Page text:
|Guey! Check out those babes.
But is also the latest in a growing body of crossover creative advertising work from Spanish to English on TV that has a universal appeal even for those who don't understand the language.
The key word the young beer-drinking Latino males toss around in the ad is "guey!" (pronounced "gway"), Mexican slang that roughly translates as "dude." It is a word that can have a wide range of macho meanings, depending on the inflection it's given.
In the spot, set in a bar, men imbibe Coors and eye women, and their frequent shouts of "guey" to one another appear to variously mean "Want a beer?" "Check out those girls" and "Wow." Just to clarify guey-speak for Anglos, the commercial ends with the words "Guey = Dude" printed on-screen. Coor's tagline, "Rock On," then follows.
"Coors recognizes that acculturated young Hispanic males are watching sports in English," said Aida Levitan, vice chairman and chief communications officer of Bromley Communications, Coors' San Antonio-based U.S. Hispanic ad agency. "It's a bilingual spot that works with both Hispanics and non-Hispanics."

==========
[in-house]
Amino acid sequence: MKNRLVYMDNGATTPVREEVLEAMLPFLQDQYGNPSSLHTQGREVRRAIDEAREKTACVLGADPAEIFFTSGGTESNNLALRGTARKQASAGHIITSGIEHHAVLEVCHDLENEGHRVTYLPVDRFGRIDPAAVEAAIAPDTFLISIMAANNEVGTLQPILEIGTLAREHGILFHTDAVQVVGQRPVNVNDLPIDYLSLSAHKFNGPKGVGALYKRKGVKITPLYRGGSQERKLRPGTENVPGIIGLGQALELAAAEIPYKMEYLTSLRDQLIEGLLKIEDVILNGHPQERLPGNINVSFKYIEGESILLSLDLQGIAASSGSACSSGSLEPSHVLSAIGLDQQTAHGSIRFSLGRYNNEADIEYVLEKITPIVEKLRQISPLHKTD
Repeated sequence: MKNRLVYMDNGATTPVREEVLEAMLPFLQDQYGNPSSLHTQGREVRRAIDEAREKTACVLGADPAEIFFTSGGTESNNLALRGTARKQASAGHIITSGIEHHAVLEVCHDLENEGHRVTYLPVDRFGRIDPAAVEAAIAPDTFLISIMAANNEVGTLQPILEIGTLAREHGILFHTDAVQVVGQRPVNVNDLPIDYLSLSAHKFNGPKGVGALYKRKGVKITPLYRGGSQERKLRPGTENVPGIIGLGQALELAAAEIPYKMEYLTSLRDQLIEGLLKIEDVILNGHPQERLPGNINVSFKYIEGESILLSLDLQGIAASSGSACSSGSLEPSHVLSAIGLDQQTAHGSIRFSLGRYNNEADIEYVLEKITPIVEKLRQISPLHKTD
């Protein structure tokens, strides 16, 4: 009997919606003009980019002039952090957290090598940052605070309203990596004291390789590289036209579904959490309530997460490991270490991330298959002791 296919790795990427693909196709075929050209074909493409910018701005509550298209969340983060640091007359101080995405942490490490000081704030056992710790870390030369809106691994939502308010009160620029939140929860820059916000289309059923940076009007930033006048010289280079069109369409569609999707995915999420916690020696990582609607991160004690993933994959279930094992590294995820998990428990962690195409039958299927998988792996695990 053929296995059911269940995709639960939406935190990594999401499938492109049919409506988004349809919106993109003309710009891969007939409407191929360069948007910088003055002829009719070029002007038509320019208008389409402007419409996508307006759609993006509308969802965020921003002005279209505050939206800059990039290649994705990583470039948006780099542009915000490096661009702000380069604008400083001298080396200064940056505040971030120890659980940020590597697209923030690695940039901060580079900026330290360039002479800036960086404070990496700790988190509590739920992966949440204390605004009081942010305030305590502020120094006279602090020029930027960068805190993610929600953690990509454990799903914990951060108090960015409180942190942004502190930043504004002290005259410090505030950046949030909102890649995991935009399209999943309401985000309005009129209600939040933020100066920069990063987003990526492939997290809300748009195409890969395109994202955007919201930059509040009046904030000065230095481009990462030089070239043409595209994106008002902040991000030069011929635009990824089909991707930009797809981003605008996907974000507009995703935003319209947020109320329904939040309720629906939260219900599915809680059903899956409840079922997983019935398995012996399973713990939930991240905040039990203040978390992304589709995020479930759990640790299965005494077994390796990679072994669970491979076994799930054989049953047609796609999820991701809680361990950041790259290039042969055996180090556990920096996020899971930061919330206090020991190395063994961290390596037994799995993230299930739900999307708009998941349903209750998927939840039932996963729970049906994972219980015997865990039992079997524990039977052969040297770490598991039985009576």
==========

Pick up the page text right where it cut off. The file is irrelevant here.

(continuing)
P&G won widespread publicity when the marketer ran a Spanish-language Crest toothpaste commercial on the Grammy Awards in February 2003. That spot was also by Bromley. Other marketers are also airing Hispanic spots on general market TV. Volkswagen, for instance, runs its Spanish-language spots by COD, Miami, on English-language TV, devoting 10% of its general market rotation to the Hispanic work.
The Coors spot is already running on Spanish-language TV and will continue to run on English-language stations.